First way of acquiring Property= OccupationSeptember 30, 2015
We divided acquired rights into=
- pledge, and
- exclusive privilege.
Property is acquired five ways.
- By occupation, or the taking possession of what formerly belonged to nobody.
- By accession, when a man has a right to one thing in consequence of another, as of a horse’s shoes along with the horse.
- By prescription, which is a right to a thing belonging to another arising from long and uninterrupted possession.
- By succession to our ancestors or any other person, whether by a will or without one.
- By voluntary transference, when one man delivers over his right to another.
Occupation varies according to the stages of human society which are hunting, pasturage, farming, and commerce.
People shipwrecked on a desert island will have to eat the native fruits and wild beasts there. These could not be sufficient to feed them always. They will have to tame some of the wild beasts. In time, even these would not be sufficient. They would have to plant crops. Hence agriculture arises. It requires a lot of refinement before it could become the prevailing employment of a country.
Some North American tribes cultivate a little piece of ground without the notion of keeping flocks.
The age of commerce naturally succeeds that of agriculture. Each person now has a specific commodity to make. They would naturally exchange the surplus of their own commodity for another that they needed. Occupations vary according to these stages .
When Does Possession Start?
Does the possession of a wild beast begin on its discovery, or in the actual posession of it?
Some lawyers think that the hunter who has first wounded a wild beast should be the possessor, even if he gives up the chase. Some think that the he is entitled to a share, since it made it easier to catch. All lawyers agree that it is a breach of property to break in on the chase of a wild beast which another has started.
Among savages, property begins and ends with possession by their own bodies.
Among shepherds, the idea of property is further extended. They possess what they carry, as well as what they have deposited in their hovels. They consider their cattle as their own. If they go away, they may be claimed for a certain time after they have strayed.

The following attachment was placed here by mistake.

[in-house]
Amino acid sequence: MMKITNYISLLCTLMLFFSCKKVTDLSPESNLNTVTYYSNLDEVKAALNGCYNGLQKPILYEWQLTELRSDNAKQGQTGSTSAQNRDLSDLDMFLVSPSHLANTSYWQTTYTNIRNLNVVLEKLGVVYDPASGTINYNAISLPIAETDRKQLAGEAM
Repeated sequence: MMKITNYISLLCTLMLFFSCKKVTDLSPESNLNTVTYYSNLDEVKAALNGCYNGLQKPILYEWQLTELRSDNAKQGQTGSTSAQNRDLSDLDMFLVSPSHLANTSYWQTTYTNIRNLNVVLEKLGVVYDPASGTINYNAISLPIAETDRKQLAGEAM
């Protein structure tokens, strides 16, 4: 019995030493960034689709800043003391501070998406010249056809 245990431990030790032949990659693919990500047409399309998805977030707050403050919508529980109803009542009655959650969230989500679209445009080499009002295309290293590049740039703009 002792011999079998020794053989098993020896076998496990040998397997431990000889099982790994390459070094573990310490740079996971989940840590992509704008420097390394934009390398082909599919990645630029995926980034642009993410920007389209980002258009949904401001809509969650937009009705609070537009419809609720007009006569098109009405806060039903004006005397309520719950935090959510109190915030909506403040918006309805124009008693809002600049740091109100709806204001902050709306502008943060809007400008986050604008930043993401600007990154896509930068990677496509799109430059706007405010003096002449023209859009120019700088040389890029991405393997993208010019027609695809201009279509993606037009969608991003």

But property receives its greatest extension from agriculture. When it first became necessary to cultivate the earth, no person had any property in it. Their little plots would be common to the whole village. The fruits would be equally divided among the individuals. There are the remains of a common land property in our own country at this day. In many places, there is a piece of ground belonging equally to several persons.
Private landed property only begins after a division is made from common agreement. This generally happens when cities are being built when everyone would choose that his house should be entirely his own.
Moveable property may be occupied in the very first beginnings of society. But lands cannot be occupied without an actual division. An Arab or Tatar will drive his flocks over an immense country without thinking about who owns the land.
By the laws of many countries however, there are some things that cannot be occupied by any private person. By the laws of Britain, treasure and derelict goods belong to the king. This arises from that natural influence of superiors which draws everything to itself.
In like manner, seas and rivers cannot be occupied by any private person. Unless specified in your charter, you cannot take large fishes in a river running through your own estate.
A sea surrounded by several nations cannot be occupied by any one–all must have a part of the jurisdiction. But any nation may hinder another from fishing in its bays, or approaching its coasts with vessels of war.